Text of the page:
Slain girl’s mom calls for death penalty

Beacon Valley mother Christelle Veldsman holds a framed newspaper tribute to her daughter Chantine, 3, who was shot in 1999. With her is the little girls grandmother, community worker Carol Mentor.

A Beacon Valley mother has reiterated calls for the South African government to bring back the death penalty as she marked what would have been the 25th birthday of her daughter who was murdered in 1999 when she was three years old.

A teary eyed Christelle Veldsman, 44, told the Plainsman that Chantine would have turned 25 on Thursday August 20, and that she speaks about her to Chantine’s three siblings every day.

Chantine and her neighbour Jerome Petersen were shot in a Buick Crescent driveway, across from her grandmother Carol Mentor’s house, on June 12 1999.

He died on the scene and she died at Red Cross War Memorial Children’s Hospital two days later. Chantine was the daughter of slain gang boss Glen Khan.

Every year Chantine’s family and friends commemorate her birthday on August 20.

Ms Veldsman said the death penalty would deter criminals from hurting children.

“Whenever I hear a child has been hurt or killed my heart breaks because I am a mother and I know what that pain is to suffer a loss of life,” she said.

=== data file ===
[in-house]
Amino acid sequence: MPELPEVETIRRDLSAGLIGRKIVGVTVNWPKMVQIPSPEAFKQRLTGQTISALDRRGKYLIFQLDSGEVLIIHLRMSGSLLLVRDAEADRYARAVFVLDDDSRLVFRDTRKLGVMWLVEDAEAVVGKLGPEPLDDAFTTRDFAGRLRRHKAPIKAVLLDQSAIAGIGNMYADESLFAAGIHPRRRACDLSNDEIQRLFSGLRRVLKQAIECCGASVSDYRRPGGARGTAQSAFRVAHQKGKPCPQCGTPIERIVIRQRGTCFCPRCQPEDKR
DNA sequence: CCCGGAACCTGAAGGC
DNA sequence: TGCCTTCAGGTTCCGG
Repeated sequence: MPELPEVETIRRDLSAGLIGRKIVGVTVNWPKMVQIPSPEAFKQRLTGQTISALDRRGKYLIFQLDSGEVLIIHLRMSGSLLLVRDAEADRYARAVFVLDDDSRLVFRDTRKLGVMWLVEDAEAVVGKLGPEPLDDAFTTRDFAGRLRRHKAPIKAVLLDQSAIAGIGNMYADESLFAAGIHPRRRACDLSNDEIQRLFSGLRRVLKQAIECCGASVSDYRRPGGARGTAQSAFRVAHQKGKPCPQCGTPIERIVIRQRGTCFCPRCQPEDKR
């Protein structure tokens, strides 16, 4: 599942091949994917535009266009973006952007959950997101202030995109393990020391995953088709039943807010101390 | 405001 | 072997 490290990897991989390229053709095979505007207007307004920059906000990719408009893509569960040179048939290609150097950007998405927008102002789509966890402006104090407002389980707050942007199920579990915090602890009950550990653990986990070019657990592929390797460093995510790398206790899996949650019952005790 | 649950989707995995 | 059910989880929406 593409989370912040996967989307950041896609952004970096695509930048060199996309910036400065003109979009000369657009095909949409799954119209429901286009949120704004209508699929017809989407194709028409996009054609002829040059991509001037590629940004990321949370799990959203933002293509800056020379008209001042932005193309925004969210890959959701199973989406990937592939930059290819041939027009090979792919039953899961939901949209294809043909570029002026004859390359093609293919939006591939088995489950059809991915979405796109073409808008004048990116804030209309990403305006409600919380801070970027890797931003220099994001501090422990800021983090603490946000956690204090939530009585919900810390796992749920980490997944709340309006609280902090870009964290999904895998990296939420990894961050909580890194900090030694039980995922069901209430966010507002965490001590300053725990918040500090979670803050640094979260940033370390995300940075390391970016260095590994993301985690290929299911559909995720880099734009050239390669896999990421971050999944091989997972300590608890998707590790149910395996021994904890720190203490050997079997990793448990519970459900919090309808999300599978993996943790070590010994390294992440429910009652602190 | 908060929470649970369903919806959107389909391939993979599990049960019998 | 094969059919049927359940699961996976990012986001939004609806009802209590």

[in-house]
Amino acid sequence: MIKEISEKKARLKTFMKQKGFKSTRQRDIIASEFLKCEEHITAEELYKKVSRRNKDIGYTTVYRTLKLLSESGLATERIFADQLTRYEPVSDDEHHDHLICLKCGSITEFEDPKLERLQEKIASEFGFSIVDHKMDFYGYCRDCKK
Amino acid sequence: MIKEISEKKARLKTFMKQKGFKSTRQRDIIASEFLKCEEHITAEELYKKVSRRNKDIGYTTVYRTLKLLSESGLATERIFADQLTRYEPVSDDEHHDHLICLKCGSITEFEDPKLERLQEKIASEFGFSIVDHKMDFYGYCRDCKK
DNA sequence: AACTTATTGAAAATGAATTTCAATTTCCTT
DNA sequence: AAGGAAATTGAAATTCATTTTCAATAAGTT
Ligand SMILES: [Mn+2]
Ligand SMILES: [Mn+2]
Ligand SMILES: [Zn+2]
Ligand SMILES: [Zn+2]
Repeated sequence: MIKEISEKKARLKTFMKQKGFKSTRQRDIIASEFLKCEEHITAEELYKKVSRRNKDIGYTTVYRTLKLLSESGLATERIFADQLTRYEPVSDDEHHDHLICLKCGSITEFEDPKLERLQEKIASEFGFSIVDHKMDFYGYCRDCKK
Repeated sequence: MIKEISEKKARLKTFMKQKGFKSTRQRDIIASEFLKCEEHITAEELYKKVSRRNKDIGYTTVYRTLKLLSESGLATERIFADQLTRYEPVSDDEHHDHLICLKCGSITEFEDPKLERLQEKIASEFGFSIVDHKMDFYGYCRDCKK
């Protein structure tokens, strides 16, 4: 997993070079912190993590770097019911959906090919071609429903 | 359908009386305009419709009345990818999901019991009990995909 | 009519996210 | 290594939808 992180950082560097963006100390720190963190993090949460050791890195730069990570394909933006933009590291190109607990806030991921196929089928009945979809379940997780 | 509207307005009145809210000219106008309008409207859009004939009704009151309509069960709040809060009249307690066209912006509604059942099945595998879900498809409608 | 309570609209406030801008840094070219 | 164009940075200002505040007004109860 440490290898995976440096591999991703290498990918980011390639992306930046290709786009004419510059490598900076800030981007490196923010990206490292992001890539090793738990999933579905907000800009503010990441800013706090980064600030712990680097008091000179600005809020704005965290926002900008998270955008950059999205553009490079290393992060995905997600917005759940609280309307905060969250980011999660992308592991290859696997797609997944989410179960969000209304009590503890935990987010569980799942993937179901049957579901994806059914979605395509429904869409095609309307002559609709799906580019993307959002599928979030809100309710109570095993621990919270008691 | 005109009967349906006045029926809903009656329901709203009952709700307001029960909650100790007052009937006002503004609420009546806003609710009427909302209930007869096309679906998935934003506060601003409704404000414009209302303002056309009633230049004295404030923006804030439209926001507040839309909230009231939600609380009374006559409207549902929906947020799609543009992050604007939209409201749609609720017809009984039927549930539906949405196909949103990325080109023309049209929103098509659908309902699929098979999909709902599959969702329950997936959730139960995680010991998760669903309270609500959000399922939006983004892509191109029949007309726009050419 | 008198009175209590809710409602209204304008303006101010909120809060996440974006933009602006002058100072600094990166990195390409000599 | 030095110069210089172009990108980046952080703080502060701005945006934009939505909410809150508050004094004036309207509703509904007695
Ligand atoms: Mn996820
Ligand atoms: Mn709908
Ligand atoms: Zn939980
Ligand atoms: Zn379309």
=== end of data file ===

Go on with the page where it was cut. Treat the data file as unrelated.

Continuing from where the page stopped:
She said they bring the community together on Chantine’s birthday to occupy the children and to say thank for their support over the years.

“All these years I carry the pain on my own but would not have made it without their support,” she said.

She said her children aged 16, 11 and seven know about their older sister Chantine.

“Not a day goes by without me talking to them about her.

“They say ‘I would have had a titi. If only she was alive’,” said Ms Veldsman.

Ms Mentor said there was only an inquest into Chantine’s murder on February 7 2006.

She said the family was told that the perpetrators would remain behind bars for other crimes.

“There was no conviction and that is what makes us as the family so bitter.

“We have moved on with our lives but we are disappointed that the justice system has failed us,” she said.

Last week the family was supported by Safeline Child Abuse Treatment and Prevention Centre community development workers, Beacon Valley Walking Bus, neighbours, members of Mitchell’s Plain police and musician Q Rock.